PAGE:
One day, Bob and Phran had some time before a scheduled appointment with Jonathan’s rehabilitation doctors and visited a book store next to the medical offices. There, Bob noticed Dr. Gary Schwartz’s book, The Afterlife Experiments. “I bought the book, devoured its contents, and rest is history. The immediate next step after reading the book was to seek the services of a medium featured in the book as I needed to determine for myself if this was simply a bunch of New Age BS.”
Arrangements were made to sit in a group of about 10 people with trance medium Suzane Northrop. Initially, Bob thought about how ridiculous the whole thing was, but when the medium turned to him and gave him three pieces of extremely strong evidence, he began to realize that there might be something to it. One of the three pieces of evidence had to do with the fact that about a week before the session, Phran was alarmed by the smell of smoke in the house, causing her to get out of bed and search the house. “The medium said to me, ‘Your daughter is telling me that you will know she is around by the smell of smoke.’ Obviously, Phran’s experience was unknown to the medium.”
A second piece of evidence had to do with a little game Bailey (below) had played with her father when she would try to get him to say that she was his favorite child. He would always reply that he loved them all equally, but Bailey would just wink. “Dad,” the medium said, “your daughter is making me tell you that she knows she was your favorite.”
The third piece involved the medium telling Bob that Bailey was glad that all of her writings had been found. The fact was that Phran and their other daughter, Kori, had discovered a storehouse of Bailey’s writing in her computer sometime after her transition and later had it published in a book entitled Hidden Treasures.
After forming the FFF in 2004, Bob and Phran hosted discussion groups, set up a website, began publishing a newsletter, developed a medium certification program, started a weekly radio show, and held various conferences, events, retreats, and demonstrations. Needless to say, unlike the support group they first attended, discussion of the survival issue was encouraged. They even hosted a talk at a local university about the afterlife, which drew a standing-room only audience of over 500. They have since discontinued the national conferences, as they have found that they can reach more people with weekly webinars.
“Some question how we are able to run such an organization with no traditional grants and free membership,” Bob remarks. “Phran, who is the Director of FFF is a savvy MBA, but she will readily tell you that the universe has a hand in our success. Whenever she has concerns that funds are running low, an unexpected donation or opportunity always presents itself. The Foundation has a Scientific Advisory Board, an Academic Advisory Board, a Medium Advisory Board, and an Auxiliary Board.” He adds that the Auxiliary Board is made up of discarnates with whom they seek guidance about running the foundation. Parapsychologist Loyd Auerbach, one of the world’s leading experts on psychic experiences, is currently serving as president of the organization.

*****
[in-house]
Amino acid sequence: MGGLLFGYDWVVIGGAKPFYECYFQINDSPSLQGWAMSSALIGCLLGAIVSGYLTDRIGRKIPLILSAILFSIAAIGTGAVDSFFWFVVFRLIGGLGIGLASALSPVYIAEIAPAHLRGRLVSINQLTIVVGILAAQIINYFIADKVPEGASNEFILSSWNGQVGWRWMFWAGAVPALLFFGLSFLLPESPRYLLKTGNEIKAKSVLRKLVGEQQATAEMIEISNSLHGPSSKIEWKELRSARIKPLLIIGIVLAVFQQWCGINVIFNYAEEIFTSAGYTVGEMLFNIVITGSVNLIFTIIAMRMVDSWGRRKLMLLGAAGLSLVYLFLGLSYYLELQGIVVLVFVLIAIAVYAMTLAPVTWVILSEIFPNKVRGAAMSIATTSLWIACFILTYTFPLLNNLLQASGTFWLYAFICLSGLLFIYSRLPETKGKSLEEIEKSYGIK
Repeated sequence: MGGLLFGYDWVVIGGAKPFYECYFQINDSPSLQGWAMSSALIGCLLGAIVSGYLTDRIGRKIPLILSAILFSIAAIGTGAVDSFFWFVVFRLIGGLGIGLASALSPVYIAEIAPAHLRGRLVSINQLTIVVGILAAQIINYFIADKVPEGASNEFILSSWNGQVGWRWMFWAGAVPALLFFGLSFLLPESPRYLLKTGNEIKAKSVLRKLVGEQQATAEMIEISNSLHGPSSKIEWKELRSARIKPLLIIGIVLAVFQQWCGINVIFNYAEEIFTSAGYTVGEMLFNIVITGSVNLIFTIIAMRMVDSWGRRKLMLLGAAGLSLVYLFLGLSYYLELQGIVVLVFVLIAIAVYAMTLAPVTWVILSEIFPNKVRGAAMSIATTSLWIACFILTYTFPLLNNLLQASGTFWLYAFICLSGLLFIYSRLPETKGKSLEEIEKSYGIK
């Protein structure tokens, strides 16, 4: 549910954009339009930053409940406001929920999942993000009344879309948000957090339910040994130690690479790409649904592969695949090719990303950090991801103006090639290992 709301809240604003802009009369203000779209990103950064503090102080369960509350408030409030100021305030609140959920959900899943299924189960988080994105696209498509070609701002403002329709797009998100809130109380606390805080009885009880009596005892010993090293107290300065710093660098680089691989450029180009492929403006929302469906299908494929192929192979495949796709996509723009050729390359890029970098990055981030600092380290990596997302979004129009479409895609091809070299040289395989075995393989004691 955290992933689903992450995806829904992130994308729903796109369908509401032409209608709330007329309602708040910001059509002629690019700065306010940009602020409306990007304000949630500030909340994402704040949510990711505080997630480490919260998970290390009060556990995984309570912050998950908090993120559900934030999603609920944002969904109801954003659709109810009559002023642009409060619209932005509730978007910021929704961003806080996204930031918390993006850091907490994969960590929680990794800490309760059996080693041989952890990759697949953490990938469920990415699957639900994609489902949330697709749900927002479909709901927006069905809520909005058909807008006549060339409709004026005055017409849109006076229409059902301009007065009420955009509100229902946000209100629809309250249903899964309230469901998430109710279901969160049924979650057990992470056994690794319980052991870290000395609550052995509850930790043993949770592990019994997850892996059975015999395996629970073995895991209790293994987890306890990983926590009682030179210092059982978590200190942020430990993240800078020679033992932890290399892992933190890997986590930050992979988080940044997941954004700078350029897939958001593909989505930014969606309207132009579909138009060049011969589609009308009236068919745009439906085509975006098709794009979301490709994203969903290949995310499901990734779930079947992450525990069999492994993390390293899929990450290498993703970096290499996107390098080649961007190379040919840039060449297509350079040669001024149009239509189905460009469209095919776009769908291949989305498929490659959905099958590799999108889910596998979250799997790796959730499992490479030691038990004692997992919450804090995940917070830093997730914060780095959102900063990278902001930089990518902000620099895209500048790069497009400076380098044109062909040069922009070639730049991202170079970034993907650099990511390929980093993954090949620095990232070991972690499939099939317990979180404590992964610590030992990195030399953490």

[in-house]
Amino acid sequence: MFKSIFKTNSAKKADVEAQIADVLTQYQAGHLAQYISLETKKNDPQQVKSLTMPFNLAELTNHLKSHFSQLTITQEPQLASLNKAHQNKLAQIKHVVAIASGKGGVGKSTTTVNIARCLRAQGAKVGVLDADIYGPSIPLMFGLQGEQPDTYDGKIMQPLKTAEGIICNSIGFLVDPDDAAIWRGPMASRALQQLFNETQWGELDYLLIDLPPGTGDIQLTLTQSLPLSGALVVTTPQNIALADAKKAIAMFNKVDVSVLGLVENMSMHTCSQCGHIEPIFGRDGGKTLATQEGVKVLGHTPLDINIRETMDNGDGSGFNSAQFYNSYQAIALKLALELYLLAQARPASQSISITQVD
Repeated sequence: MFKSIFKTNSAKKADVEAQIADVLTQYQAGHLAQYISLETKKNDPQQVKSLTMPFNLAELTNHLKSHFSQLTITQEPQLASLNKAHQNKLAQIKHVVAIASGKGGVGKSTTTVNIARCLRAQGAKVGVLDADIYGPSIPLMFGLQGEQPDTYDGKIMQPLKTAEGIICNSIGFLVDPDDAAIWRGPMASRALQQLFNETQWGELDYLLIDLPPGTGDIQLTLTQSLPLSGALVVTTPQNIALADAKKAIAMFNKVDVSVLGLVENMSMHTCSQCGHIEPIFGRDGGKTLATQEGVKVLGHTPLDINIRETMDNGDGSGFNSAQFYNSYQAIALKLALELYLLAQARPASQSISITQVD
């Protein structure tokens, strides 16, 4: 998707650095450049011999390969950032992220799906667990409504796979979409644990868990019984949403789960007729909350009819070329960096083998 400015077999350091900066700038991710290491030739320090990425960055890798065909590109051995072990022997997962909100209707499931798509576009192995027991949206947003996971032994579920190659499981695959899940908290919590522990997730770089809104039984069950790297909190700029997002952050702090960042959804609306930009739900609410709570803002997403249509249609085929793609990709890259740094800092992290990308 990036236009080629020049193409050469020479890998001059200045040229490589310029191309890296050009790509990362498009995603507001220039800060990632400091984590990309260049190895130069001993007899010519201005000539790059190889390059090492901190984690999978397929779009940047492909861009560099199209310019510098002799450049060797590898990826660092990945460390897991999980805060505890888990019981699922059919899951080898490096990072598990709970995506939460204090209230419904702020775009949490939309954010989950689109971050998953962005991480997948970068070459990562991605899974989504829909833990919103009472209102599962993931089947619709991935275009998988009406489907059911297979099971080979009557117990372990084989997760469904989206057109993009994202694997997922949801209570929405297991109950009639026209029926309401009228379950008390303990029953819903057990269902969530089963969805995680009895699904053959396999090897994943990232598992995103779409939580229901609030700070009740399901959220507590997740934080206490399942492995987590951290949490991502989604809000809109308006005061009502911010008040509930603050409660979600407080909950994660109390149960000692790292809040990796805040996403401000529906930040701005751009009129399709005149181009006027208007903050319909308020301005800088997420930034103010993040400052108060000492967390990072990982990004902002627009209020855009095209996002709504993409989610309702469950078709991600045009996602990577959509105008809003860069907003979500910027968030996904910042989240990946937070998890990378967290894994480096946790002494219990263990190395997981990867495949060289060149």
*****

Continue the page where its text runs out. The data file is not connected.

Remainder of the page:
Bob is quick to point out that they do not act in the capacity of mental health practitioners or other such professionals, nor are they solely about mediumship. Their primary objective is to support the bereaved through information, including mediumship, near-death experiences, deathbed visions, reincarnation, instrumental transcommunication, other psi phenomena that show that the mind can act independently of the brain. “If our consciousness – mind or soul if you prefer – is not dependent upon the brain, surviving after the brain is no longer there becomes not only plausible, but logical,” he states. “Of course, nothing can be more convincing than direct personal experience. However, many times the foundation of knowledge must come before one becomes open to recognizing personal communication.”
While stressing that the FFF does not provide professional services, Bob is not afraid to take issue with the mainstream bereavement advice that one should get over it and get on with life as soon as possible, with no mention of the survival issue. “We believe that those who believe in survival do better in their bereavement than those who believe in the finality of death,” he says, mentioning a study by The Windbridge Institute for Applied Research in Human Potential, “and professionals in the field are becoming increasingly aware of this fact.”